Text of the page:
Stephen Lecesse, PhD candidate and head of HGSA, has given us the inside scoop on the events that HGSA has organized this semester and what’s coming up in the Spring! Read Below:
Tag Archives: Tobias Hrynick
As the Fall Semester ebbed away and the occasional flurry of snowflakes blanketed Keating Hall, the History Department was busy letting off some end-of-semester stress with the annual holiday party in McGinley Hall. Bellies were filled with food and refreshments while hearts were broken in a rapacious white elephant gift exchange. Merrymaking and revelry aside, following department tradition the party was also the venue for the announcement of the 2015-6 Loomie Prize. This year Tobias Hrynick won for his project entitled, “Docke and Recordane: The Case Study of a Milling Dispute in the Latin East.” Congrats Toby!
The History Department would like to welcome back faculty and students as the winter break ends and the new year begins. Congrats to everyone for making it through 2016, and congrats once again to Toby on his Loomie Prize!
Our latest postcard comes courtesy of PhD student Tobias Hrynick:
This July, I was able to attend the Mellon Summer Institute in English Paleography at the Huntington Library in San Marino, California. The Institute consisted of a month of afternoon course-work on reading early modern handwriting, lead by Dr. Heather Wolfe, of the Folger Library. In the mornings, I was able to explore the Huntington’s extensive collection of manorial records of Battle Abbey, a Benedictine foundation in Sussex. The research opportunities and training provided by the Institute have contributed to my ongoing research project on the drainage and agricultural exploitation of south-eastern English marshes, since the Battle Abbey collection at the Huntington contains extensive documentation of Battle’s lands on Pevensey Marsh with occasional reference to other marshes in the region, and because an understanding of early modern hands is a key tool in unraveling the early modern scholarship through which our understanding of medieval marshes has been mediated.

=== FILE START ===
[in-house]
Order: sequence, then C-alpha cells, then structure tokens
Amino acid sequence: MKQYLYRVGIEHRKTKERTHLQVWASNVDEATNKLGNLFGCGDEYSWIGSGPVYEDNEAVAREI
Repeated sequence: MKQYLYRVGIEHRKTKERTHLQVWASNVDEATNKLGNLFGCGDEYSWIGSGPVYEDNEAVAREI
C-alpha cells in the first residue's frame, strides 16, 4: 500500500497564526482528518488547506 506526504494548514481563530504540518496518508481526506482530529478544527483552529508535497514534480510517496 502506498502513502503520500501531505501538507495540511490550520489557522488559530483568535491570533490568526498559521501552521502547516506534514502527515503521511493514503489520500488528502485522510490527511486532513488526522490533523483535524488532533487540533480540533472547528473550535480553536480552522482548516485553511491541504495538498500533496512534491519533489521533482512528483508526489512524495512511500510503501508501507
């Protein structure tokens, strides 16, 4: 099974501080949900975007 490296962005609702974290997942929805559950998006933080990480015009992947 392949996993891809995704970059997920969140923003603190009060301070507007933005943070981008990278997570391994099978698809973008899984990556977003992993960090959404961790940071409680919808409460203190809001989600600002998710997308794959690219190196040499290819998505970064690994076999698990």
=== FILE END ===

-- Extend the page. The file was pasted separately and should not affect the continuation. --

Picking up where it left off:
Texts from Battle Abbey reveal a number of peculiar features of wetland charters. Notable is the occasional use of the slightly larger Flemish acre to measure wetland holdings, suggestive of influence from the Low Countries in medieval English wetland exploitation. Also interesting is the careful attention given to responsibilities toward marsh drainage when wetlands were being transferred – one gift of marsh to Battle Abbey specified not only that it would be the monks who were responsible for maintaining the drainage ditch on the edge of the property, but even onto which side of the ditch they were to cast dirt when they dredged it.